9. Be sure your car is prepared. "Before hitting the road, let someone know your route, final destination and expected arrival time," says Harvey. It is also a good idea to have a disaster supplies kit for the car that includes: a flashlight with fresh batteries, battery-powered radio and extra batteries, blankets or sleeping bags, booster cables, a fire extinguisher, bottled water and non-perishable high-energy foods (granola bars, raisins and peanut butter), a compass, road maps, shovel, tire repair kit and pump, flares, extra clothing, a sack of sand or cat litter (for tire traction), tow rope, knife and first aid kit with a manual.
  10. Enroll in a first aid, CPR and AED course. Although these tips can help prevent an emergency, it is also important to be prepared should an emergency situation arise. To enroll in a first aid, CPR or AED course, contact your local American Red Cross.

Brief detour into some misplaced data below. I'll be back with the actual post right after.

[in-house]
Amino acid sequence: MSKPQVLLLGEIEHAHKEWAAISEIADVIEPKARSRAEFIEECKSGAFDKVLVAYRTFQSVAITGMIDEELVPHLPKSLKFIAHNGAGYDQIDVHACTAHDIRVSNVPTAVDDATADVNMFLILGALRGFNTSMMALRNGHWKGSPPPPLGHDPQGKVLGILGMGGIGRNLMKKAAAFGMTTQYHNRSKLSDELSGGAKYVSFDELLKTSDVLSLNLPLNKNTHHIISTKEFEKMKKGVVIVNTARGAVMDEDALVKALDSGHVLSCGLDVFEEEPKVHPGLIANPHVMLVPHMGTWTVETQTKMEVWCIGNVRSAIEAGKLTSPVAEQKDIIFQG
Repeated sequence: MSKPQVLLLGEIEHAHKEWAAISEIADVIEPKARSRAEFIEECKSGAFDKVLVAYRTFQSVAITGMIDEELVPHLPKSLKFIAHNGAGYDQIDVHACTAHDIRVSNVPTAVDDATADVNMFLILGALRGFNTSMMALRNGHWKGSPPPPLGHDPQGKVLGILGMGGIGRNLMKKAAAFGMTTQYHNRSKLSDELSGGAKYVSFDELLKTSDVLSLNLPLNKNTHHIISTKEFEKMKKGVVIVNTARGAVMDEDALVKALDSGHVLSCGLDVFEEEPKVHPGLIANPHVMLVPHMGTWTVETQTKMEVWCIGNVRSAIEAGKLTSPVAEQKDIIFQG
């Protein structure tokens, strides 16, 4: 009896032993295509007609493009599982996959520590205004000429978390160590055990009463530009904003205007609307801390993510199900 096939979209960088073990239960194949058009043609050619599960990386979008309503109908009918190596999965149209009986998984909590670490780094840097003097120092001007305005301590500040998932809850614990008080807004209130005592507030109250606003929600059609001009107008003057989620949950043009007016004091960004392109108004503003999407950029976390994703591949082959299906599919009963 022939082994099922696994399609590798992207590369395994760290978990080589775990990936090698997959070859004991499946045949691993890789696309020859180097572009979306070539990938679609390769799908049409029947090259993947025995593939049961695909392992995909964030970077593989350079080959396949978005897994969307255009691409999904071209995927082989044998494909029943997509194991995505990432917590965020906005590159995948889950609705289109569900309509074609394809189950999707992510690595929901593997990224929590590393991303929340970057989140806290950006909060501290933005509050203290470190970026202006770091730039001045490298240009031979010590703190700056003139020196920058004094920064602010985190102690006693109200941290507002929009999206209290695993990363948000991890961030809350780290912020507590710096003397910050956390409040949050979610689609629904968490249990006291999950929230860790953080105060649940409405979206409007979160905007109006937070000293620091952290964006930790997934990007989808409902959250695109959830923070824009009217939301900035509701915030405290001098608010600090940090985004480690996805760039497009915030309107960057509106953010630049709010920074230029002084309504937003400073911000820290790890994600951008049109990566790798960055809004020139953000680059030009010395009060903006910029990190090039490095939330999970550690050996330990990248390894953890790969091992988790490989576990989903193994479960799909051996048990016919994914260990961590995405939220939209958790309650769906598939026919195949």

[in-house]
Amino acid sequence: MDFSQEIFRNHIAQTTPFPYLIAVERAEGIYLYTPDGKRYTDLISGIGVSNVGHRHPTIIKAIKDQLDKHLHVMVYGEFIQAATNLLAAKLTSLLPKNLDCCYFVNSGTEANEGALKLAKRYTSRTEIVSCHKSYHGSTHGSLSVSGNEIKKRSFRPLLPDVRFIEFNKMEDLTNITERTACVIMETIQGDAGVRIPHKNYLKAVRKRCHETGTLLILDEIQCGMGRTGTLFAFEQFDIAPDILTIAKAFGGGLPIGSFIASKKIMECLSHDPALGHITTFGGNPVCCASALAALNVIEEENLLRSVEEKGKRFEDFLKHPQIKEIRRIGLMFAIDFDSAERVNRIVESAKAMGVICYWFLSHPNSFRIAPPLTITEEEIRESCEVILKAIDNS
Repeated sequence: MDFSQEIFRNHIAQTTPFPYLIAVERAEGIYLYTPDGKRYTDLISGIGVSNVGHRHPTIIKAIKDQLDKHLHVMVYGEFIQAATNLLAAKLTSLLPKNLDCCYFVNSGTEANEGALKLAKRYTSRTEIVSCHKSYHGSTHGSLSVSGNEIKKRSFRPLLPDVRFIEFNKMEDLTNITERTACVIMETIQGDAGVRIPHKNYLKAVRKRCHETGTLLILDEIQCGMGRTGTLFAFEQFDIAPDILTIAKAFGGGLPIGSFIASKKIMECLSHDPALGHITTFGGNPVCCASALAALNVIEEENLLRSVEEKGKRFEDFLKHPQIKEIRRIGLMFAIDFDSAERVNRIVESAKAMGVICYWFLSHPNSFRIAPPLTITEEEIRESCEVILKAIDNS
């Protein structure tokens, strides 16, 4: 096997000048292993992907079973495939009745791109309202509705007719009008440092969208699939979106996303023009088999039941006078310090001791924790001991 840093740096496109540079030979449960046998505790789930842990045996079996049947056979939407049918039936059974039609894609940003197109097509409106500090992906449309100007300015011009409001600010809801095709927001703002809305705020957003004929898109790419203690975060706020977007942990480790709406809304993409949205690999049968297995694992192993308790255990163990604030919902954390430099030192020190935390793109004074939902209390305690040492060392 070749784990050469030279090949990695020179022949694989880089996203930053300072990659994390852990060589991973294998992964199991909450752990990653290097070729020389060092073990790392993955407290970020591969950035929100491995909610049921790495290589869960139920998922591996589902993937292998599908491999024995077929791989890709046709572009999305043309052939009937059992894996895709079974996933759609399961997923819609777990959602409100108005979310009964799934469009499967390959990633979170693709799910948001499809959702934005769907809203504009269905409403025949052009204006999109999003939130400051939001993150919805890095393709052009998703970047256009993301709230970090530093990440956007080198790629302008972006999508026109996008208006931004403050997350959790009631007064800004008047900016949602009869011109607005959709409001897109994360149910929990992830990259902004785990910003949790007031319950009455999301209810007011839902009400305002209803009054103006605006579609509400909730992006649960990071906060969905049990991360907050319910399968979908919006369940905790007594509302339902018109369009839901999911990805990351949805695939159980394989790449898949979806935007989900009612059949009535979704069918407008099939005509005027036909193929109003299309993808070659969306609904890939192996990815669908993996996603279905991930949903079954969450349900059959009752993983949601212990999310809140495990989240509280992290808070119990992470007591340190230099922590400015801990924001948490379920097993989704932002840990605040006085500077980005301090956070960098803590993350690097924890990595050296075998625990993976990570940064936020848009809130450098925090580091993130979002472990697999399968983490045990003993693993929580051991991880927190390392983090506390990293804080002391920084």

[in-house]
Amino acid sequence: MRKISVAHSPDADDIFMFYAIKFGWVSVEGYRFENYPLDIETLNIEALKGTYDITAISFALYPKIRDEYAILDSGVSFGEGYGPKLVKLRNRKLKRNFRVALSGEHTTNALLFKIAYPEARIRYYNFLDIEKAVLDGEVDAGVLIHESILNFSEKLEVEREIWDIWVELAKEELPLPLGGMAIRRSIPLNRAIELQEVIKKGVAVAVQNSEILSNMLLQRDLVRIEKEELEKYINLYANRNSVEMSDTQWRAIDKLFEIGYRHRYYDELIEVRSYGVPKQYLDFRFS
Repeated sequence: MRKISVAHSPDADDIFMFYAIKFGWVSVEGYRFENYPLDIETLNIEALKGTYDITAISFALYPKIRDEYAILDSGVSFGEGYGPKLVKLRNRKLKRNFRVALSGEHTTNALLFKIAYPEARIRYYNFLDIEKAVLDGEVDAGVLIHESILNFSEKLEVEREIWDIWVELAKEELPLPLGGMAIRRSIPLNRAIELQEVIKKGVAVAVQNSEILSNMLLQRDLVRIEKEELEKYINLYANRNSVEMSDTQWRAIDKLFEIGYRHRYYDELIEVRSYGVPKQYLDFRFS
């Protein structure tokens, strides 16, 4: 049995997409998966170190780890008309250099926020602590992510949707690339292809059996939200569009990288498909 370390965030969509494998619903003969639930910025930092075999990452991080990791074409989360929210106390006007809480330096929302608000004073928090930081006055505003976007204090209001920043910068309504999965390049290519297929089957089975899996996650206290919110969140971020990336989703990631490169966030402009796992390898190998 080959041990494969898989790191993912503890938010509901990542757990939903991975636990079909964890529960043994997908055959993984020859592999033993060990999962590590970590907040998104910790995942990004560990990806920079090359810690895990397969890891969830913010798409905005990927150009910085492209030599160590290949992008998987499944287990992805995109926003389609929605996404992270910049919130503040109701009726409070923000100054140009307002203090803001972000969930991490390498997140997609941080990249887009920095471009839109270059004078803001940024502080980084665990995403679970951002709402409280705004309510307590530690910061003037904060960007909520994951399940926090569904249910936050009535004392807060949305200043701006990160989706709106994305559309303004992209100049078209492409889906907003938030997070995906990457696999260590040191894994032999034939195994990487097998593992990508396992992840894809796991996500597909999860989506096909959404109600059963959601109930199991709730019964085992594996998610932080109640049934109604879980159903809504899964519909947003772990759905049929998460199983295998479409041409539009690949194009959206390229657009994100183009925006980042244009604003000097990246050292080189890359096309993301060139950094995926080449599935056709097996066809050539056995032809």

Scientists Discover New Element: Administerium

Original source not known, via Conglomerate, 3/92

The heaviest element known to science was recently discovered by university physicists. The element, initially named Administerium (Ad) has no protons or electrons which means that its atomic number is zero. However, it does have on neutron, 125 assistants to the neutron, 75 vice neutrons and 111 assistants to the neutrons, giving it an atomic mass of 312. The 312 particles are held together in the nucleus by a force which involves the continuous exchange of meson-like particles call memos. Since it has no electrons, Administerium is inert. However, it can be detected chemically because it impedes every reaction in which it is present. One discoverer noted that it extended one split-second reaction into a two-day continuum.